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The U.S. will step up its crackdown on China’s surveillance industry this coming week, with further restrictions on the supply of American technology that will be in effect from January 6. The new regulations target the use of artificial intelligence in geospatial applications—essentially the detection and classification of objects from planes, drones and satellites. While many such applications are civilian in nature—geographical surveys, construction, town planning, the real focus is military and surveillance. Essentially, the U.S. does not want these technologies in enemy hands. The restrictions cover U.S. exports to all countries bar Canada, but the primary target is of course China and its world-leading AI surveillance industry.
Some three months ago, Washington barred U.S. companies from trading with China’s leading AI surveillance unicorns—SenseTime, Megvii, Yitu and iFLYTEK, as well as its leading camera manufacturers, Hikvision and Dahua. That move was specifically designed to curb those companies providing technology and services to the authorities in China’s Xinjiang region, where an infamous surveillance state has been deployed to monitor the minority Uighur population. The Commerce Department cited “human rights violations and abuses,” including “mass arbitrary detention.” Again, though, those restrictions served to fetter China’s national-scale surveillance investments.
In reality, these new restrictions are much more specific—certainly more so than the industry feared: geospatial imagery software designed to train neural networks, with inherent espionage and military potential. Leading U.S. technology companies have been criticised before for AI collaboration with Chinese industry and research centres, what we’re seeing now is the start of a formal delineation as to what is off limits.
As reported by Reuters, this is the first set of regulations “to be finalized by the Commerce Department under a mandate from a 2018 law, which tasked the agency with writing rules to boost oversight of exports of sensitive technology to adversaries like China, for economic and security reasons.” The 2018 Export Control Reform Act formed part of the National Defense Authorization Act, under which a wide range of restrictions on China’s technology giants have been deployed, including prohibitions on the U.S. government purchase of equipment from Huawei.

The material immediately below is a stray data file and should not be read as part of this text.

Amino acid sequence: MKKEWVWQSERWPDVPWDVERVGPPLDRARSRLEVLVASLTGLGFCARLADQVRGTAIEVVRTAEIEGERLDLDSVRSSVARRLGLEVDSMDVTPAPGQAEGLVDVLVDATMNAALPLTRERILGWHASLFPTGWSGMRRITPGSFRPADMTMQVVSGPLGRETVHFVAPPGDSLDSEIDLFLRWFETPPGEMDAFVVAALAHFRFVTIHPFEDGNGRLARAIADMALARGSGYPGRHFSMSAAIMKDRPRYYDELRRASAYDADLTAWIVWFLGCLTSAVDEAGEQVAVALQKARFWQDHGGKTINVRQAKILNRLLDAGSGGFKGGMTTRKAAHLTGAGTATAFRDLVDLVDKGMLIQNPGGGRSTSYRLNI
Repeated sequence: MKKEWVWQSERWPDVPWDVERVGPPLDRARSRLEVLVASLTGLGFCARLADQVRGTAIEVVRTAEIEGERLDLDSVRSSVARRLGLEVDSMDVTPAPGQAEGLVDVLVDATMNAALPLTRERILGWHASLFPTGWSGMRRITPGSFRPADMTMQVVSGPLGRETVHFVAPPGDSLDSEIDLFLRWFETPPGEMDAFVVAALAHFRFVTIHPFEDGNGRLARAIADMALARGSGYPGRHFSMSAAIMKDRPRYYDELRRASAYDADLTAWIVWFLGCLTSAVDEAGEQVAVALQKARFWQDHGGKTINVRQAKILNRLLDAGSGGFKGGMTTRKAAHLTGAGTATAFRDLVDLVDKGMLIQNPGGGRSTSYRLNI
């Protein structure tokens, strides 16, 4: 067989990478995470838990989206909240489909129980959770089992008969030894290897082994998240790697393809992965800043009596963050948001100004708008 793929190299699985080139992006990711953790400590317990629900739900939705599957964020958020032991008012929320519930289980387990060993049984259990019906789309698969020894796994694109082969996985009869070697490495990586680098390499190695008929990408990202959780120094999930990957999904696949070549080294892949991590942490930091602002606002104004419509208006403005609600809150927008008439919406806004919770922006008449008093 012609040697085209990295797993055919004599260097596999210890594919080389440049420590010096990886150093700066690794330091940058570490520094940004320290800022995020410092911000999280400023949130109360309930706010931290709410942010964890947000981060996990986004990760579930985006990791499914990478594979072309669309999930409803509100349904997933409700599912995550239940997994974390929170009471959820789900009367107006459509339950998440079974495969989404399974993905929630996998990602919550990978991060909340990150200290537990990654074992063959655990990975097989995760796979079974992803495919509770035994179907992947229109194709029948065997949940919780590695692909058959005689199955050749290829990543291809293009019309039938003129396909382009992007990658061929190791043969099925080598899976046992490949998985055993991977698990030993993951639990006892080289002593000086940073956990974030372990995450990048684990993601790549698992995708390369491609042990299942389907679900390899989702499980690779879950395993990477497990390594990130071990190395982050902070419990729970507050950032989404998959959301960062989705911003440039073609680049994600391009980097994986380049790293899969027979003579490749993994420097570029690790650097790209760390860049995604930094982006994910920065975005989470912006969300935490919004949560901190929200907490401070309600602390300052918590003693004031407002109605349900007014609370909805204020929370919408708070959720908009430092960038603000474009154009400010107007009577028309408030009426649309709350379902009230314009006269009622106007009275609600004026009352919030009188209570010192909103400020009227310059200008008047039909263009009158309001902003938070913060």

No country spends more on advanced surveillance technologies or invests more in AI startups and growth businesses than China. One of the criticisms has been that the country has provided an unfettered surveillance laboratory for those domestic giants to hone their skills and their technologies without the usual constraints. The irony that America’s global technology players inadvertently feed into that industry with the complex sets of relationships between U.S. commercial players and China has prompted serious concerns from U.S. lawmakers.
Realistically, although this first export ruling is specific and limited in nature, you can expect to see further limitations on the supply of America’s AI technology to foreign states, with China in mind. While the “phase one” trade deal has taken some of the heat out of recent exchanges—as has the shift in focus to the Middle East, there remains a technology “Cold War” in place, with AI front and centre. There is also increasing pressure on the U.S. (and other Western countries) to clampdown harder on Chinese companies continuing to sell into Xinjiang. In fact, it would not be surprising if some of China’s technology giants, perhaps even Huawei, reviewed their approach to those sales in 2020, given increasing international pressure.
Disclosure: My company Digital Barriers develops AI-based analytics and surveillance technologies. This technology is not sold in China, but the company does compete from time to time with China’s surveillance companies in other countries.